Actor Lemche's Role Reflects His Dilemma
Around seven years ago Kris Lemche faced the dilemma which causes so many Canadian actors sleepless nights — to move or not to move to the United States to find work?
After much thought, the 27-year-old native of Brampton made the decision to test the waters in Los Angeles in pursuit of a successful acting career.
The day he arrived, the phone literally began ringing and a career that has seen him land parts in David Cronenberg's eXistenZ, the 2001 film Knockaround Guys with Vin Diesel and Barry Pepper, and the television series Joan Of Arcadia, kicked off.
"I was living in Los Angeles, I had Los Angeles at the top of my resumé, and suddenly I had a film role," he says of the parts that began streaming his way.
For his latest role as the restless Caleb in Canadian writer-director Aubrey Nealon's A Simple Curve, Lemche found parallels with his own struggles to decide whether to chase his dreams or remain at home to pursue more modest career goals.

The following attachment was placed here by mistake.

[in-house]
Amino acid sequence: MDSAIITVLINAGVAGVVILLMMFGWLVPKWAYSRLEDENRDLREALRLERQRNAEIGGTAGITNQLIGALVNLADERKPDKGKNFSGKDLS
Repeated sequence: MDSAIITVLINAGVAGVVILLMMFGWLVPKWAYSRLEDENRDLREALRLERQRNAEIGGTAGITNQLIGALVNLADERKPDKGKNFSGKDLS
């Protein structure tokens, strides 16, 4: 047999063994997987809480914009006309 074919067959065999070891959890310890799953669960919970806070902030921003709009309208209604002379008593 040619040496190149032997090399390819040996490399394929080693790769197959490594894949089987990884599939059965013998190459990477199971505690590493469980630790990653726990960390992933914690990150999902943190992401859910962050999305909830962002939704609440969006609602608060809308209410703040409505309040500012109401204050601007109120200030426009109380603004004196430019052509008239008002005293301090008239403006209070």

In the film, Caleb is torn between a similar question of whether to continue working in his father Jim's (Michael Hogan) carpentry shop, or leave and find greater success away from his pristine British Columbia town.
"You know how we all have that voice in our head that talks to us? (Nealon's writing) reminded me of that neurotic little voice in my head," Lemche says of the script.
Although that voice lured the actor away from Canada to a new life on the West Coast of the United States, it did so only after some serious soul-searching.
"There's this pull in both directions and this decision about what's important in life," he says. "To me, that was the essence of the friction between Jim and Caleb. It was Caleb not knowing what was important in life."
His insight into the realities of a career as a Canadian performer are true for so many famous Canucks who have found staggering fame and fortune in the United States, such as Jim Carrey and Mike Myers.
But Lemche surmises that part of that drive to succeed on foreign soil might be somewhat engrained into the Canadian psyche.
Perhaps, he says, we need to "make it" down there before we can truly be accepted up here.
"(There's) this weird identity crisis about how we can't do it here at home, and how we're not good enough until we've gone somewhere else and been baptized, then you can come back," Lemche says. "Then you've made it, even though you might still be in Canada, as long as you're baptized down there."
A Simple Curve opens in theatres tomorrow.
© Metro News